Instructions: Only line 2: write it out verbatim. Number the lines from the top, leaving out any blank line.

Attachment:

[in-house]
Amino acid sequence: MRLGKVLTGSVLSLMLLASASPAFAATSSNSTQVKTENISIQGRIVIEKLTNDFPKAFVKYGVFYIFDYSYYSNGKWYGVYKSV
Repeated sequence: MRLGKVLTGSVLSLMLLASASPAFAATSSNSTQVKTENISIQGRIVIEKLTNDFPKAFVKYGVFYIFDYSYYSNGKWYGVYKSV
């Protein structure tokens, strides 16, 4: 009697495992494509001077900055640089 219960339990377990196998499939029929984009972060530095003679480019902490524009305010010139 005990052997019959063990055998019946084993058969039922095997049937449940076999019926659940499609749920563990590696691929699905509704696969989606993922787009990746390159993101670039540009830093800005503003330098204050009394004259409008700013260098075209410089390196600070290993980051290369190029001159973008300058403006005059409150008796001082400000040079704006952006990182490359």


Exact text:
Amino acid sequence: MRLGKVLTGSVLSLMLLASASPAFAATSSNSTQVKTENISIQGRIVIEKLTNDFPKAFVKYGVFYIFDYSYYSNGKWYGVYKSV